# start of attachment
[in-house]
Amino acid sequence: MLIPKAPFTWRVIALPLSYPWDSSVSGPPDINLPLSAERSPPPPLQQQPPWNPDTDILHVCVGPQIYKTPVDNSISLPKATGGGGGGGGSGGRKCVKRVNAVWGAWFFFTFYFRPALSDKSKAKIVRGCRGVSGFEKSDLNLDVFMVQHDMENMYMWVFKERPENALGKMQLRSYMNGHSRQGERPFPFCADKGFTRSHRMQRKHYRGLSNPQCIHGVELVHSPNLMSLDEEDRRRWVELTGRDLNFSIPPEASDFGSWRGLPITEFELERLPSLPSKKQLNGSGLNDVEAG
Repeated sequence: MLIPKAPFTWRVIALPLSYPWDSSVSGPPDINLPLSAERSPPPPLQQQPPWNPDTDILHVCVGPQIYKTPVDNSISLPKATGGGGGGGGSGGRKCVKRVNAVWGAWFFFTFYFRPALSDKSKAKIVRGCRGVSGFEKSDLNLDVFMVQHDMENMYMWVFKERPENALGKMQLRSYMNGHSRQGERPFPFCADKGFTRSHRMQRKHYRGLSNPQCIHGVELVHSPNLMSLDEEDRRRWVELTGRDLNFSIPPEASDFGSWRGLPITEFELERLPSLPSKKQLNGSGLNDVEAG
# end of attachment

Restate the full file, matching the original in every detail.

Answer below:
[in-house]
Amino acid sequence: MLIPKAPFTWRVIALPLSYPWDSSVSGPPDINLPLSAERSPPPPLQQQPPWNPDTDILHVCVGPQIYKTPVDNSISLPKATGGGGGGGGSGGRKCVKRVNAVWGAWFFFTFYFRPALSDKSKAKIVRGCRGVSGFEKSDLNLDVFMVQHDMENMYMWVFKERPENALGKMQLRSYMNGHSRQGERPFPFCADKGFTRSHRMQRKHYRGLSNPQCIHGVELVHSPNLMSLDEEDRRRWVELTGRDLNFSIPPEASDFGSWRGLPITEFELERLPSLPSKKQLNGSGLNDVEAG
Repeated sequence: MLIPKAPFTWRVIALPLSYPWDSSVSGPPDINLPLSAERSPPPPLQQQPPWNPDTDILHVCVGPQIYKTPVDNSISLPKATGGGGGGGGSGGRKCVKRVNAVWGAWFFFTFYFRPALSDKSKAKIVRGCRGVSGFEKSDLNLDVFMVQHDMENMYMWVFKERPENALGKMQLRSYMNGHSRQGERPFPFCADKGFTRSHRMQRKHYRGLSNPQCIHGVELVHSPNLMSLDEEDRRRWVELTGRDLNFSIPPEASDFGSWRGLPITEFELERLPSLPSKKQLNGSGLNDVEAG